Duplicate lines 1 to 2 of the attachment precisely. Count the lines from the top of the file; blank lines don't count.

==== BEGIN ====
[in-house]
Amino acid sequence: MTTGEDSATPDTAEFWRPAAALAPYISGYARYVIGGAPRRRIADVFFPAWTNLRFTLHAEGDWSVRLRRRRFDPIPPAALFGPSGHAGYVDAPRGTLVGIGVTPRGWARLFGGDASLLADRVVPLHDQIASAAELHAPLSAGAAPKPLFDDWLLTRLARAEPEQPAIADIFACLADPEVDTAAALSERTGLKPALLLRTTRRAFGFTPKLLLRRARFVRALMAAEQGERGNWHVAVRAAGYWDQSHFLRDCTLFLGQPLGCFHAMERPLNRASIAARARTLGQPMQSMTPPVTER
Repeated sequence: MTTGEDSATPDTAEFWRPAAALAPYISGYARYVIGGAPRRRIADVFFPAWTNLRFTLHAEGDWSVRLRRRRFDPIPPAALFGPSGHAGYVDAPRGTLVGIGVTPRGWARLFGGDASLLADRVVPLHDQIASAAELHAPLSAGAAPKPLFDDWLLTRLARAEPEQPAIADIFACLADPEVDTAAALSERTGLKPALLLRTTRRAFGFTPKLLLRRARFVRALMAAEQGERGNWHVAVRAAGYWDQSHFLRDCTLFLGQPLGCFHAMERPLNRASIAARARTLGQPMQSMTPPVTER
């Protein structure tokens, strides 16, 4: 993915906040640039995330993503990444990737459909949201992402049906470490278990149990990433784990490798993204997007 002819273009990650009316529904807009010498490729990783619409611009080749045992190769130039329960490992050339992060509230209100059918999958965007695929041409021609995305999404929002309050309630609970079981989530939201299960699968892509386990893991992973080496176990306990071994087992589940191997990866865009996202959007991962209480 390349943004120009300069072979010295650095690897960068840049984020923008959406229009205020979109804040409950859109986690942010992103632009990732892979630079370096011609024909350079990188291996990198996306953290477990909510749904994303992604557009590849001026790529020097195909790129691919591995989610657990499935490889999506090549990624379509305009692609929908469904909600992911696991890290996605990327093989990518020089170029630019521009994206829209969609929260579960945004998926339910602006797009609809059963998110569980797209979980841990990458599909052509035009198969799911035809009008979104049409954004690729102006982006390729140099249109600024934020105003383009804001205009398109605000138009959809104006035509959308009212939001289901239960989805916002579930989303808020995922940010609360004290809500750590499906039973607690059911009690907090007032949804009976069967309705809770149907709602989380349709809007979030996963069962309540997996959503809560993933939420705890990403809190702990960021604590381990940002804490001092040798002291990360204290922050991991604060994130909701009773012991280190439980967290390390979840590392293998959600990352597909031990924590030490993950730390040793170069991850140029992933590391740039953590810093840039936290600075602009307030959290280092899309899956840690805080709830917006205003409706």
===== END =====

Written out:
[in-house]
Amino acid sequence: MTTGEDSATPDTAEFWRPAAALAPYISGYARYVIGGAPRRRIADVFFPAWTNLRFTLHAEGDWSVRLRRRRFDPIPPAALFGPSGHAGYVDAPRGTLVGIGVTPRGWARLFGGDASLLADRVVPLHDQIASAAELHAPLSAGAAPKPLFDDWLLTRLARAEPEQPAIADIFACLADPEVDTAAALSERTGLKPALLLRTTRRAFGFTPKLLLRRARFVRALMAAEQGERGNWHVAVRAAGYWDQSHFLRDCTLFLGQPLGCFHAMERPLNRASIAARARTLGQPMQSMTPPVTER